Professor John Wright, Director of the Bradford Institute for Health Research and chief investigator of Born in Bradford, said: "This important study adds to the overwhelming evidence that air pollution is harming our children. The air in our cities has become a tragedy of the commons whereby a common good is being poisoned by collective neglect.
"The good news is that we can all save lives by driving less and using cleaner fuels."
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Credit: Center for Advancing Research in Transportation Emissions, Energy, and Health http://www.carteeh.org
The paper Full-Chain Health Impact Assessment of Traffic-Related Air Pollution and Childhood Asthma by Haneen Khreis, Kees de Hoogh, and Mark J Nieuwenhuijsen is published in Environment International
Professor John Wright, Director of the Bradford Institute for Health Research and chief investigator of Born in Bradford, is available for interview.
Dr Khreis is available for interview by phone or Skype.
Please contact University of Leeds press officer Anna Harrison at firstname.lastname@example.org or +44 (0)113 34 34196 to arrange interviews or for any additional information.
Dr Khreis is currently a research scientist at the Texas A&M Transportation Institute's Center for Advancing Research in Transportation Emissions, Energy, and Health (CARTEEH) and at the Barcelona Institute for Global Health (ISGlobal).
Additional information for editors:
The recorded prevalence of asthma in Bradford was found to be higher than both the national average (5.9%), and the regional average (6.2%), at 6.3% or 33,568 people (Quality and Outcomes Framework, 2012).
The complex nature of asthma, its challenging diagnosis, and public health modelling strongly suggest that these figures are conservative estimates.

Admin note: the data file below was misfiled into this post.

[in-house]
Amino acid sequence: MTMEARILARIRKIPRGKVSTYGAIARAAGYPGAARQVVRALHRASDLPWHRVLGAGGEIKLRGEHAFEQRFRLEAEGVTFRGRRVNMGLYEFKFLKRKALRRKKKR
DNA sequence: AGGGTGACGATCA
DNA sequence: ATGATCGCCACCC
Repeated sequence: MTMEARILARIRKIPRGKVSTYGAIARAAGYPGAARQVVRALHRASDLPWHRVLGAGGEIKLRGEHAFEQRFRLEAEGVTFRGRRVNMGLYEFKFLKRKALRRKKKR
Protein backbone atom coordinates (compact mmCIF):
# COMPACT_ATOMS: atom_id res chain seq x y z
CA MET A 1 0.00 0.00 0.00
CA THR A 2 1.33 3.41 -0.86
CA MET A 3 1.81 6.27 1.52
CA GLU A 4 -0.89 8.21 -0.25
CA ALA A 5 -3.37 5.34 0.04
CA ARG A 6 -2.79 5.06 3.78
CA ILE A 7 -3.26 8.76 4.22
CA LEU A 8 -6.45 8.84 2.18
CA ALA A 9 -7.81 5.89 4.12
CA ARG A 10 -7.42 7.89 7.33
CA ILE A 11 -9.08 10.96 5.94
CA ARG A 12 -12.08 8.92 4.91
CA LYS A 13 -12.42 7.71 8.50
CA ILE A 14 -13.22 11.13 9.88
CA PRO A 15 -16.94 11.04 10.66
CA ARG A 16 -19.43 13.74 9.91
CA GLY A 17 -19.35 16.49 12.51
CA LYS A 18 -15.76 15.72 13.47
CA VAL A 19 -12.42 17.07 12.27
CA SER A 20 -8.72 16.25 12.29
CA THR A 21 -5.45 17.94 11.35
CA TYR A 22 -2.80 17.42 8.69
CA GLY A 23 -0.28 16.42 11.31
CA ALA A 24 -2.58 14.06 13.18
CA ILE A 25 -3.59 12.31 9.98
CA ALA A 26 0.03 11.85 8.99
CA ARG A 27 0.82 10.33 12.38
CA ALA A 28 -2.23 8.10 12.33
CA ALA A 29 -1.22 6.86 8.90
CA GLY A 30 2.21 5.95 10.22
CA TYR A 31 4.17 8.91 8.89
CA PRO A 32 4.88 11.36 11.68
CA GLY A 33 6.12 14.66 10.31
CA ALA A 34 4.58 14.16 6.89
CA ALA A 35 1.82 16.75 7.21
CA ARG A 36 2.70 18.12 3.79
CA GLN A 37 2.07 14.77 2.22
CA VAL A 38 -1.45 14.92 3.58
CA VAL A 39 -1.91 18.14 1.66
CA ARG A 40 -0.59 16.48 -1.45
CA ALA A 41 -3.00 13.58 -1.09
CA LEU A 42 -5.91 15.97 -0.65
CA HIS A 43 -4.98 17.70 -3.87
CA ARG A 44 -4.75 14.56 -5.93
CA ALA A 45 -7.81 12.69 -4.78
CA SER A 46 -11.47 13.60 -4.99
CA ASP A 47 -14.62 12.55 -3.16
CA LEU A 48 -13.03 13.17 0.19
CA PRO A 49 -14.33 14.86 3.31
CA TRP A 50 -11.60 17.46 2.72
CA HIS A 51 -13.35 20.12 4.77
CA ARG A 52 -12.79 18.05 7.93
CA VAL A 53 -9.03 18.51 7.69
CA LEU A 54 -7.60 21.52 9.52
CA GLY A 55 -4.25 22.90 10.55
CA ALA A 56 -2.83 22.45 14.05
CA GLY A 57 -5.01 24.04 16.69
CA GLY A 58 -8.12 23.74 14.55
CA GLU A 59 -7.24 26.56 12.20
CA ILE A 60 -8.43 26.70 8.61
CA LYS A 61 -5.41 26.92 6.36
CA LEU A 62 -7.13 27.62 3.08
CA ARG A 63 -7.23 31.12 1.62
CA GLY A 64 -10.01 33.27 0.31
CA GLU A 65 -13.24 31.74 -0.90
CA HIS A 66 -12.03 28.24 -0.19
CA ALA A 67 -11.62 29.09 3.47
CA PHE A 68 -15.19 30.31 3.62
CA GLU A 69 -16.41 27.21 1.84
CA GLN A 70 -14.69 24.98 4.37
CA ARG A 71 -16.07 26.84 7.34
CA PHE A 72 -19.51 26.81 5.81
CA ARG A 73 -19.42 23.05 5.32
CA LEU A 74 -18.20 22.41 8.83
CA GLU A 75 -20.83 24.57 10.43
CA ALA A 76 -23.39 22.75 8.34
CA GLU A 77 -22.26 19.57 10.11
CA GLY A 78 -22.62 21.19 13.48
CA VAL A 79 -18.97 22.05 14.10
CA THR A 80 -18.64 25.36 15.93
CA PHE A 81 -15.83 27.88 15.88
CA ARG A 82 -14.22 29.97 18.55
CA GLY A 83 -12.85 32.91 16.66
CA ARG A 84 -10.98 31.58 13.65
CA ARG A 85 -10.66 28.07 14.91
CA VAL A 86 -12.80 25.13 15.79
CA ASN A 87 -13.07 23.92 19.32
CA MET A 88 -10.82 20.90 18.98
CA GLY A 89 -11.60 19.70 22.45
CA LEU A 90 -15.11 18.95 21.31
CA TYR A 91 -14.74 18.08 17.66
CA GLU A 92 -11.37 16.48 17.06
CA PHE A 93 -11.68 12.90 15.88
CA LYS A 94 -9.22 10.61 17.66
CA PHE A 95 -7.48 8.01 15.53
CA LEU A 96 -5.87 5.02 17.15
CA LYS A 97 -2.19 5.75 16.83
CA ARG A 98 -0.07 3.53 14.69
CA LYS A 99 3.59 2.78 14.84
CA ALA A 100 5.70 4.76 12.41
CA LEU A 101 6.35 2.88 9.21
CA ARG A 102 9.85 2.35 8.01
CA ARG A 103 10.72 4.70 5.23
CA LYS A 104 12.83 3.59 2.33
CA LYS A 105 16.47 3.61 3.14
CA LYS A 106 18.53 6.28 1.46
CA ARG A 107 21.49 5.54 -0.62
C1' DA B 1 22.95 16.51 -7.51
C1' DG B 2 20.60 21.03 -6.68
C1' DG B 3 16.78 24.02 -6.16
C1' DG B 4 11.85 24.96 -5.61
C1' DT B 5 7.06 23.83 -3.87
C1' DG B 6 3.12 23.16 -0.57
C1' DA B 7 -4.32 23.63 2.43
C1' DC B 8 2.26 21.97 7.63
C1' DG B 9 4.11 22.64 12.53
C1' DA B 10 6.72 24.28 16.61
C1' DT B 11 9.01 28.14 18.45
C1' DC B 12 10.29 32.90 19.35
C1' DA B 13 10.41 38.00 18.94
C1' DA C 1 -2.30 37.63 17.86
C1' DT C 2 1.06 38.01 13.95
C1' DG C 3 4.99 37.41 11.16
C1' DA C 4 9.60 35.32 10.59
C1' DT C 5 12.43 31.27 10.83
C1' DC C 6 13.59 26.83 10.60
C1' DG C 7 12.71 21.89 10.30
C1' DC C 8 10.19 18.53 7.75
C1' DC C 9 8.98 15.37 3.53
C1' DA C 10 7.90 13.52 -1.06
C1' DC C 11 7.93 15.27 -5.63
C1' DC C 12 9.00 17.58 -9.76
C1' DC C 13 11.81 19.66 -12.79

In year 2009/2010 there were 846 admissions for asthma in NHS Bradford & Airedale with the total admissions cost equating to a payment by results (PbR) tariff of £0.8 million (Quality and Outcomes Framework, 2012).
Data from previous years (2002-2009), indicate that emergency hospital admissions for asthmatic children under 16 years of age were consistently higher than the national and the regional averages peaked in September every year coinciding with the autumn return to school and in line with previous observations (Dales et al., 1996), and children aged between 0 and 4 made up its highest proportions (National Health Service, 2012).
The research team's previous work Exposure to traffic-related air pollution and risk of development of childhood asthma: A systematic review and meta-analysis is available online at https://goo.gl/36upv1
The team is currently investigating the impacts of other pollutants in Bradford including black carbon and particulate matter and is linking the exposure estimates to detailed health data from the Born in Bradford study.
Citations, tables and figures available on request.
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The Barcelona Institute for Global Health (ISGlobal) is an innovative alliance between academic, government, and philanthropic institutions to contribute to the efforts of the international community to address the challenges in global health. ISGlobal is a centre of excellence that has grown out of work first started in the world of health care by the Hospital Clínic and environmental public health at the Parc de Salut MAR and in the academic sphere by the University of Barcelona and Pompeu Fabra University. A pivotal role of its work model is the transfer of knowledge generated by scientific research to practice, a task undertaken by the institute's Training and Policy and Global Development departments. http://www.isglobal.org